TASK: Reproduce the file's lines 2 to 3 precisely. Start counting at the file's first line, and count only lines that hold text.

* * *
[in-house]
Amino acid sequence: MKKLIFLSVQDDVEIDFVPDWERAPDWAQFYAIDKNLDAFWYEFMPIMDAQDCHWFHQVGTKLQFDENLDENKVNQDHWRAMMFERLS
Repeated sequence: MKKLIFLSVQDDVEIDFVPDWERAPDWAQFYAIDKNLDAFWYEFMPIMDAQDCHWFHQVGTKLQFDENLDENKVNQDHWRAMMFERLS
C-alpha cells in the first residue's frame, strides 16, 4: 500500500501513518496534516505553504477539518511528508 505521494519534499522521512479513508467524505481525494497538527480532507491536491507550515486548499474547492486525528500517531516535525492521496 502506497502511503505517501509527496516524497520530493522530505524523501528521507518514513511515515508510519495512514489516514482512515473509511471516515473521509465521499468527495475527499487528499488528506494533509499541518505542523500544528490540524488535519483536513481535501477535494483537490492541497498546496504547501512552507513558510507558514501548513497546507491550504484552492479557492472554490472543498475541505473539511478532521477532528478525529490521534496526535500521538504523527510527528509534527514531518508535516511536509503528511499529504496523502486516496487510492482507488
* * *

Amino acid sequence: MKKLIFLSVQDDVEIDFVPDWERAPDWAQFYAIDKNLDAFWYEFMPIMDAQDCHWFHQVGTKLQFDENLDENKVNQDHWRAMMFERLS
Repeated sequence: MKKLIFLSVQDDVEIDFVPDWERAPDWAQFYAIDKNLDAFWYEFMPIMDAQDCHWFHQVGTKLQFDENLDENKVNQDHWRAMMFERLS